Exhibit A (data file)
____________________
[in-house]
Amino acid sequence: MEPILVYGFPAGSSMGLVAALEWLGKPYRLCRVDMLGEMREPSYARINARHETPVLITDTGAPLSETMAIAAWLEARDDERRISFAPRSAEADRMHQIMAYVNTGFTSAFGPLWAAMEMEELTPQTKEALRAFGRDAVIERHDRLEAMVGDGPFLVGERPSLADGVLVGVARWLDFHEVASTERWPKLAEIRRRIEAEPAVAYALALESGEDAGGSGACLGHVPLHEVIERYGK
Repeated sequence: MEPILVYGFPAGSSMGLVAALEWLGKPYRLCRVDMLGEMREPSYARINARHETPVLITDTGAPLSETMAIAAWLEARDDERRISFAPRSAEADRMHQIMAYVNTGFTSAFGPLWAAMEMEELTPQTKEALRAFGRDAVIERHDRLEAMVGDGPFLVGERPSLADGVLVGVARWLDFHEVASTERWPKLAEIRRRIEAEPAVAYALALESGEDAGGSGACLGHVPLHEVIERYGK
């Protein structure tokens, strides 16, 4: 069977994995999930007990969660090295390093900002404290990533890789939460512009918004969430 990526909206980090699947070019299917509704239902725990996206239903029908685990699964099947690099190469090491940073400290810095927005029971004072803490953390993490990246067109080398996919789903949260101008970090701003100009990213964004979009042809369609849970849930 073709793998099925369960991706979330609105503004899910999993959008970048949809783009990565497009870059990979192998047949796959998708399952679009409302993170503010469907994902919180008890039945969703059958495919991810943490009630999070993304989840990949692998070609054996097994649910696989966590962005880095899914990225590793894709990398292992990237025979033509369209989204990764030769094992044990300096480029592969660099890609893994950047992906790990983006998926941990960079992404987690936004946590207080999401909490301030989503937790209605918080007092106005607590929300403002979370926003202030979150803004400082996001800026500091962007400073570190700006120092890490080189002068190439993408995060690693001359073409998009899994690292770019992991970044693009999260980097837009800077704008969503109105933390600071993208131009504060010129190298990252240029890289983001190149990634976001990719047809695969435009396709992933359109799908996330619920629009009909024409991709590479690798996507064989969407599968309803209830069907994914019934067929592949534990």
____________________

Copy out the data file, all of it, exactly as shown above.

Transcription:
[in-house]
Amino acid sequence: MEPILVYGFPAGSSMGLVAALEWLGKPYRLCRVDMLGEMREPSYARINARHETPVLITDTGAPLSETMAIAAWLEARDDERRISFAPRSAEADRMHQIMAYVNTGFTSAFGPLWAAMEMEELTPQTKEALRAFGRDAVIERHDRLEAMVGDGPFLVGERPSLADGVLVGVARWLDFHEVASTERWPKLAEIRRRIEAEPAVAYALALESGEDAGGSGACLGHVPLHEVIERYGK
Repeated sequence: MEPILVYGFPAGSSMGLVAALEWLGKPYRLCRVDMLGEMREPSYARINARHETPVLITDTGAPLSETMAIAAWLEARDDERRISFAPRSAEADRMHQIMAYVNTGFTSAFGPLWAAMEMEELTPQTKEALRAFGRDAVIERHDRLEAMVGDGPFLVGERPSLADGVLVGVARWLDFHEVASTERWPKLAEIRRRIEAEPAVAYALALESGEDAGGSGACLGHVPLHEVIERYGK
């Protein structure tokens, strides 16, 4: 069977994995999930007990969660090295390093900002404290990533890789939460512009918004969430 990526909206980090699947070019299917509704239902725990996206239903029908685990699964099947690099190469090491940073400290810095927005029971004072803490953390993490990246067109080398996919789903949260101008970090701003100009990213964004979009042809369609849970849930 073709793998099925369960991706979330609105503004899910999993959008970048949809783009990565497009870059990979192998047949796959998708399952679009409302993170503010469907994902919180008890039945969703059958495919991810943490009630999070993304989840990949692998070609054996097994649910696989966590962005880095899914990225590793894709990398292992990237025979033509369209989204990764030769094992044990300096480029592969660099890609893994950047992906790990983006998926941990960079992404987690936004946590207080999401909490301030989503937790209605918080007092106005607590929300403002979370926003202030979150803004400082996001800026500091962007400073570190700006120092890490080189002068190439993408995060690693001359073409998009899994690292770019992991970044693009999260980097837009800077704008969503109105933390600071993208131009504060010129190298990252240029890289983001190149990634976001990719047809695969435009396709992933359109799908996330619920629009009909024409991709590479690798996507064989969407599968309803209830069907994914019934067929592949534990």